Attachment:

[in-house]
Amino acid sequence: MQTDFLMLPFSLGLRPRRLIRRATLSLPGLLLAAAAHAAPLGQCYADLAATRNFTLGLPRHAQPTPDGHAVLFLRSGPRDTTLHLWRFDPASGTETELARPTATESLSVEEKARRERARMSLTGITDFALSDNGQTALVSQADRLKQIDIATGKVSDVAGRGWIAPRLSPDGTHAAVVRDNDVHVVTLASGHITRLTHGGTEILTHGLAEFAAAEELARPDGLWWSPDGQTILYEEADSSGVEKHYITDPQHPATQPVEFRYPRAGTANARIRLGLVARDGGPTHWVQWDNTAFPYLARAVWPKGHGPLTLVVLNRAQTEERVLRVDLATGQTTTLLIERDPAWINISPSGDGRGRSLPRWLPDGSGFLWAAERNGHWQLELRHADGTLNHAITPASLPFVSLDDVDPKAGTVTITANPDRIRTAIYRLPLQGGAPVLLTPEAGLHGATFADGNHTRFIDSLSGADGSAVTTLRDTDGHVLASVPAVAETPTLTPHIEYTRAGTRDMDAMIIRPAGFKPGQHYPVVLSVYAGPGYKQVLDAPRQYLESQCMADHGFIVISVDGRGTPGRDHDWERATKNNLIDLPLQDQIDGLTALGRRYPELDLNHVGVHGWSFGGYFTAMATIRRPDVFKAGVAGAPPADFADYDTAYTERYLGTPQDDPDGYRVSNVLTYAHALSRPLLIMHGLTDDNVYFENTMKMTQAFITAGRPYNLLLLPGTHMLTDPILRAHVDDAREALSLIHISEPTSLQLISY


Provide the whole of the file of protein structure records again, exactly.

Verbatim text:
[in-house]
Amino acid sequence: MQTDFLMLPFSLGLRPRRLIRRATLSLPGLLLAAAAHAAPLGQCYADLAATRNFTLGLPRHAQPTPDGHAVLFLRSGPRDTTLHLWRFDPASGTETELARPTATESLSVEEKARRERARMSLTGITDFALSDNGQTALVSQADRLKQIDIATGKVSDVAGRGWIAPRLSPDGTHAAVVRDNDVHVVTLASGHITRLTHGGTEILTHGLAEFAAAEELARPDGLWWSPDGQTILYEEADSSGVEKHYITDPQHPATQPVEFRYPRAGTANARIRLGLVARDGGPTHWVQWDNTAFPYLARAVWPKGHGPLTLVVLNRAQTEERVLRVDLATGQTTTLLIERDPAWINISPSGDGRGRSLPRWLPDGSGFLWAAERNGHWQLELRHADGTLNHAITPASLPFVSLDDVDPKAGTVTITANPDRIRTAIYRLPLQGGAPVLLTPEAGLHGATFADGNHTRFIDSLSGADGSAVTTLRDTDGHVLASVPAVAETPTLTPHIEYTRAGTRDMDAMIIRPAGFKPGQHYPVVLSVYAGPGYKQVLDAPRQYLESQCMADHGFIVISVDGRGTPGRDHDWERATKNNLIDLPLQDQIDGLTALGRRYPELDLNHVGVHGWSFGGYFTAMATIRRPDVFKAGVAGAPPADFADYDTAYTERYLGTPQDDPDGYRVSNVLTYAHALSRPLLIMHGLTDDNVYFENTMKMTQAFITAGRPYNLLLLPGTHMLTDPILRAHVDDAREALSLIHISEPTSLQLISY